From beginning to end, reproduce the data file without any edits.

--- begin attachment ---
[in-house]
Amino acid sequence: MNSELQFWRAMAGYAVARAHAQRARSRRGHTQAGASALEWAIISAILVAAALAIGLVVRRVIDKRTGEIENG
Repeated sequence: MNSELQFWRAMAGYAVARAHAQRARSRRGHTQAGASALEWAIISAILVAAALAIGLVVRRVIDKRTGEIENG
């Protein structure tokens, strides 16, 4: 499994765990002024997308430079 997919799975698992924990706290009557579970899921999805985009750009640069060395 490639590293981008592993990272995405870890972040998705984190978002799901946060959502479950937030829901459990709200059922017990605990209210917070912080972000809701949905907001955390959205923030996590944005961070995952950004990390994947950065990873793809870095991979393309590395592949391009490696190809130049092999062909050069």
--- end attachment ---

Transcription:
[in-house]
Amino acid sequence: MNSELQFWRAMAGYAVARAHAQRARSRRGHTQAGASALEWAIISAILVAAALAIGLVVRRVIDKRTGEIENG
Repeated sequence: MNSELQFWRAMAGYAVARAHAQRARSRRGHTQAGASALEWAIISAILVAAALAIGLVVRRVIDKRTGEIENG
């Protein structure tokens, strides 16, 4: 499994765990002024997308430079 997919799975698992924990706290009557579970899921999805985009750009640069060395 490639590293981008592993990272995405870890972040998705984190978002799901946060959502479950937030829901459990709200059922017990605990209210917070912080972000809701949905907001955390959205923030996590944005961070995952950004990390994947950065990873793809870095991979393309590395592949391009490696190809130049092999062909050069």